As you know, the 1978 FISA law, which has been modernized and updated numerous times since 9/11, was instrumental in disrupting the terrorist plot in Germany last summer. Those who say that FISA is outdated do not understand the strength of this important tool.

If our nation is left vulnerable in the coming months, it will not be because we don't have enough domestic spying powers. It will be because your Administration has not done enough to defeat terrorist organizations – including al Qaeda -- that have gained strength since 9/11. We do not have nearly enough linguists to translate the reams of information we currently collect. We do not have enough intelligence officers who can penetrate the hardest targets, such as al Qaeda. We have surged so many intelligence resources into Iraq that we have taken our eye off the ball in Afghanistan and Pakistan. As a result, you have allowed al Qaeda to reconstitute itself on your watch.

You have also suggested that Congress must grant retroactive immunity to telecommunications companies. As someone who has been briefed on our most sensitive intelligence programs, I can see no argument why the future security of our country depends on whether past actions of telecommunications companies are immunized.

The issue of telecom liability should be carefully considered based on a full review of the documents that your Administration withheld from Congress for eight months. However, it is an insult to the intelligence of the American people to say that we will be vulnerable unless we grant immunity for actions that happened years ago.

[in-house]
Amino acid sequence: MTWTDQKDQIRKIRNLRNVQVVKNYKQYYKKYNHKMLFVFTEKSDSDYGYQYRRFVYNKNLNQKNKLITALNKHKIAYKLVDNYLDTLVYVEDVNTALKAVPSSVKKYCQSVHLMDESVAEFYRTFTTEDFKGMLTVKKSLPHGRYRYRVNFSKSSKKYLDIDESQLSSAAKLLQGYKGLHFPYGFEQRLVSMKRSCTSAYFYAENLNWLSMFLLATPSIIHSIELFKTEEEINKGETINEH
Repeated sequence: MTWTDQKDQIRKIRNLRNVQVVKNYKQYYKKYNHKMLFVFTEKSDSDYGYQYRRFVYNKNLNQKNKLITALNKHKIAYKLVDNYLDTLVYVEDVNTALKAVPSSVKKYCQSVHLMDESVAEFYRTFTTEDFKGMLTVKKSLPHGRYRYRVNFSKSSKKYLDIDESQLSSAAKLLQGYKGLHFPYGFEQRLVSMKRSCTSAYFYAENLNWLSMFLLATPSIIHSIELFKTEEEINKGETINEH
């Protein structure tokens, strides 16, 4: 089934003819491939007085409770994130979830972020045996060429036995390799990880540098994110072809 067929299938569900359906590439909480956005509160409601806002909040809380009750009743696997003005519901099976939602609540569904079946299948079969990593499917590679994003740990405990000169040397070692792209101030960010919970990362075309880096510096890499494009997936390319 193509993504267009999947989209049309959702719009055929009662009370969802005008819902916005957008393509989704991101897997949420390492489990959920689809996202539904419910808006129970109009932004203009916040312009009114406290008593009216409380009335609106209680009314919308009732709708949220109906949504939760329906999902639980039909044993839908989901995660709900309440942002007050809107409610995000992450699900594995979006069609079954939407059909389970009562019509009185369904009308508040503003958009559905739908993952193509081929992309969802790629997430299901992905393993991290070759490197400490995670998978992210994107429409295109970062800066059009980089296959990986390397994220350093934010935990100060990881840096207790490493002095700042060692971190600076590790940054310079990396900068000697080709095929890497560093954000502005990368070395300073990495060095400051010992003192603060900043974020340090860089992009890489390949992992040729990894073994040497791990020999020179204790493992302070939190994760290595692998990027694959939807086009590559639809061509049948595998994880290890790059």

Congress has not been sitting on its hands. Last November, the House passed responsible legislation to authorize the NSA to conduct surveillance of foreign terrorists and to provide clarity and legal protection to our private sector partners who assist in that surveillance.

The proper course is now to conference the House bill with the Senate bill that was passed on Tuesday. There are significant differences between these two bills and a conference, in regular order, is the appropriate mechanism to resolve the differences between these two bills. I urge you, Mr. President, to put partisanship aside and allow Republicans in Congress to arrive at a compromise that will protect America and protect our Constitution.

I, for one, do not intend to back down – not to the terrorists and not to anyone, including a President, who wants Americans to cower in fear.

We are a strong nation. We cannot allow ourselves to be scared into suspending the Constitution. If we do that, we might as well call the terrorists and tell them that they have won.

Sincerely,

Silvestre Reyes
Member of Congress
Chairman, House Permanent Select Committee on Intelligence